Middle School Teacher and Student's Experiences with Artificial Intelligence via Computational Cameras
Artificial intelligence (AI) technology applied to images and video is transforming society with broad applications to many social and economic sectors. To develop a citizenry that will participate in this technological revolution, it is essential to develop learning experiences for K-12 learners on the foundations of AI literacy in order to adequately prepare the workforce of the future. Supporting the teaching of AI concepts in the K-12 curriculum requires integrating knowledge from multiple disciplines. This project will develop and implement technology-infused summer workshops for middle school students in grades 6-8 in the areas of computer vision and machine learning through a program called ImageSTEM. The program uses computational cameras to integrate computer science, math and design thinking in teaching visual AI concepts while also drawing inspiration from media arts to enhance science learning experiences. Learning technology modules to be developed include color and lighting for physics-based vision to understand the interface between the physical world and image sensing; image classification pipelines that teach the basics of visual feature extraction, machine learning classification, and the collection and training of data; and use of machine learning for synthetically-generated visual media. Underrepresented students, including predominantly Hispanic/Latino students from Phoenix, Arizona and African-American students from a rural area in Georgia, will gain understanding and explore future careers in AI and STEM. The ImageSTEM program will disseminate knowledge and research findings on necessary skills and factors that underlie image-based visual AI technology for future STEM workforce development in industry, education, transportation, and healthcare. This project is funded by the Innovative Technology Experiences for Students and Teachers (ITEST) program, which supports projects that build understandings of practices, program elements, contexts and processes contributing to increasing students' knowledge and interest in science, technology, engineering, and mathematics (STEM) and information and communication technology (ICT) careers.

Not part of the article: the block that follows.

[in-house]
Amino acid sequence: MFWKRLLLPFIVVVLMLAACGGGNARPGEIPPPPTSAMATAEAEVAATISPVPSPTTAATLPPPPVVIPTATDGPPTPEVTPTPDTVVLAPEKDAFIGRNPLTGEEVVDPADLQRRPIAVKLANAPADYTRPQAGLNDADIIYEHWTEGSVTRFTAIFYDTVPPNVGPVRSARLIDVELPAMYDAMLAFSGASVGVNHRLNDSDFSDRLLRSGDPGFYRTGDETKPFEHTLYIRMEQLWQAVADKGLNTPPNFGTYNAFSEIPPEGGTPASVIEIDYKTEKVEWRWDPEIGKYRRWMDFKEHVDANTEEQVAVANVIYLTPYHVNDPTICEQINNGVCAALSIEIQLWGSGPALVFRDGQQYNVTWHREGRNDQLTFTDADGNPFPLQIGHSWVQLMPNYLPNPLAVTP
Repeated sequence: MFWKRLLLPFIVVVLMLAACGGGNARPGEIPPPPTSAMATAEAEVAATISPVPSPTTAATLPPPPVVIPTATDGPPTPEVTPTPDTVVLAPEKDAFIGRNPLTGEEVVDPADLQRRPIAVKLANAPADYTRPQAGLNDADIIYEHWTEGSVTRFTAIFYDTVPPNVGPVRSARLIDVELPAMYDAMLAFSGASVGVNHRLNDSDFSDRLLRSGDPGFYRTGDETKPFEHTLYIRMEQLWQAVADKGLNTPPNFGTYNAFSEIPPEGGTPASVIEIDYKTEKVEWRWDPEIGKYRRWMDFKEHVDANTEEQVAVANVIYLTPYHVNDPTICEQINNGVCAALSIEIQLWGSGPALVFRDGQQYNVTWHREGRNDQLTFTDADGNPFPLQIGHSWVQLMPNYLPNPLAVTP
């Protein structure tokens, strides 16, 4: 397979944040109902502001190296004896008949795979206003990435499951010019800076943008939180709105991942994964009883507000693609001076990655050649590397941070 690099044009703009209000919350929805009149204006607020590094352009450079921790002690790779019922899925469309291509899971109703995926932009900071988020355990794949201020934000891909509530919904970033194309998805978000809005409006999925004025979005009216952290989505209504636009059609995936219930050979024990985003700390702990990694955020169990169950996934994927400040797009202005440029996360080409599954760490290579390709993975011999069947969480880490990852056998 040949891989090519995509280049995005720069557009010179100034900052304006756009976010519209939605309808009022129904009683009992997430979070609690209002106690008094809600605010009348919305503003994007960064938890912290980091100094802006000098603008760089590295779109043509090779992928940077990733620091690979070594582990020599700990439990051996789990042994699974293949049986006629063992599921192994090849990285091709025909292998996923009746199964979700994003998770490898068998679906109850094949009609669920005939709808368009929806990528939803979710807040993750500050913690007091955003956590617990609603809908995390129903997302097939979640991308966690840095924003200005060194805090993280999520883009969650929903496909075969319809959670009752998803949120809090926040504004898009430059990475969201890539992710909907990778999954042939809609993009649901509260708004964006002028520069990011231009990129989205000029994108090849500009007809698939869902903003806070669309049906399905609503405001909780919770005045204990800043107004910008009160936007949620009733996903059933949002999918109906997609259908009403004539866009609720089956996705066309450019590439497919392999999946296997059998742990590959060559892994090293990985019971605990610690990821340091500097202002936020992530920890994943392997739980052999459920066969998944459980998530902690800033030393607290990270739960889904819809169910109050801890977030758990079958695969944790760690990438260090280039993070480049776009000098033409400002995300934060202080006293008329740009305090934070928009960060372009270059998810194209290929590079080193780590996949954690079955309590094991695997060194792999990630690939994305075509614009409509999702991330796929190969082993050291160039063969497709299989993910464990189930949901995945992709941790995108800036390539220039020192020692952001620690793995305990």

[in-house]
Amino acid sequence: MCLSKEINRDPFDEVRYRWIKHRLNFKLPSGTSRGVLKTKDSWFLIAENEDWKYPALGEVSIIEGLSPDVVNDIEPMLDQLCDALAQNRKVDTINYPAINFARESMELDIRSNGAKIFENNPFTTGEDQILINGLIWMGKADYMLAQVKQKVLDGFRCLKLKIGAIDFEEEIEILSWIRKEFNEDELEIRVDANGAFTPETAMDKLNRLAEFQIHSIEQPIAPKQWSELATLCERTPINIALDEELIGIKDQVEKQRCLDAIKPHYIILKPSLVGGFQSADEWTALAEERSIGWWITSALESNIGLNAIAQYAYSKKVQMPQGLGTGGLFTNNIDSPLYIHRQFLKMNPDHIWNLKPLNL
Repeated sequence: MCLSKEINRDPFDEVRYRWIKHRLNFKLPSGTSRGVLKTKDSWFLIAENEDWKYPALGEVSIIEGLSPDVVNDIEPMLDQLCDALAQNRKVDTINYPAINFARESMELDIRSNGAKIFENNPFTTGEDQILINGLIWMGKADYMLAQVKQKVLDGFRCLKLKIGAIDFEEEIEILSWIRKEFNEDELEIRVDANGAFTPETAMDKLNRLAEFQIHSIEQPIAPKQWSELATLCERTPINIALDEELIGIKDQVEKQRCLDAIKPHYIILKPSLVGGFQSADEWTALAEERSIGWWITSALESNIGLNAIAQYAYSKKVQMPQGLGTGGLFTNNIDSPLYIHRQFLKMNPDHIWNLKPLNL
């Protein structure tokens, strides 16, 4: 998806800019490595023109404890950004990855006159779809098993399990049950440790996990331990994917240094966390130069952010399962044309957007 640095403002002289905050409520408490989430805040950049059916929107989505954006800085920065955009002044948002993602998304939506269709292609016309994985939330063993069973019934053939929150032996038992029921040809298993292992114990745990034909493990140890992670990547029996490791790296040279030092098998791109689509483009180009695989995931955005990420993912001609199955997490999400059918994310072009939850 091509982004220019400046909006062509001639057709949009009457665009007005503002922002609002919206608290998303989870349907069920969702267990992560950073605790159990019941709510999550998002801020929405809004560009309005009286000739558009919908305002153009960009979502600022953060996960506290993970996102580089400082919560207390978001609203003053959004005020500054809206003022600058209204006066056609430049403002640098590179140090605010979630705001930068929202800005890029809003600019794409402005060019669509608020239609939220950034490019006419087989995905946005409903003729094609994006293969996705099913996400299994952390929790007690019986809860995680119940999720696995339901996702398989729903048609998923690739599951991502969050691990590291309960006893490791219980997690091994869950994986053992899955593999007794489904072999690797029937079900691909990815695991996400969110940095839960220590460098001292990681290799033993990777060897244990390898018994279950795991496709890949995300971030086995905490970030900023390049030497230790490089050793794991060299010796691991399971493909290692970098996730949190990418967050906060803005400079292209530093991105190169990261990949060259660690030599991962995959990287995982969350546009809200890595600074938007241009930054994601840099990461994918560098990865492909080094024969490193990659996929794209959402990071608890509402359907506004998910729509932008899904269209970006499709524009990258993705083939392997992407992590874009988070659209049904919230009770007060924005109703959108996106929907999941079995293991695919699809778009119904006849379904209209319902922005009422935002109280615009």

Researchers will investigate the design and deployment of computational camera technology into the science and math curriculum of grades 6-8. Project objectives include (1) conducting six workshops across the two collaborating institutions of Arizona State University and the University of Georgia, co-creating the curricular material for the workshops alongside 36 middle school teachers, (2) deploying and testing in both the on-site workshops as well as in teachers? classrooms during the academic school year, (3) gathering evidence to advance and deepen the field's understanding of students' development of computer science knowledge and practices in the areas of computer vision, machine learning, and artificial intelligence, and (4) assessing the impact of these experiences on the adoption and strengthening of STEM identities of teachers and students during the year after participation in the workshops. Research into the cognitive skills, scientific identity, and workforce development will be conducted for teachers and students participating in the ImageSTEM program using a mixed-methods approach. Affect control theory-based survey instruments, semi-structured interviews, teacher reflections, and researcher observations will be used to assess changes in STEM identities and STEM educational and career aspirations. The project outcomes include deployment of the workshop lessons into the middle school curriculum by teachers during the academic year, and contributions to teachers? knowledge of visual AI technology, and how students learn and engage in problem-solving activities through visual AI applications. The project team will disseminate learning modules based on findings in the workshops and research activities through online and multimedia formats to the broader community of schools and teachers for greater impact.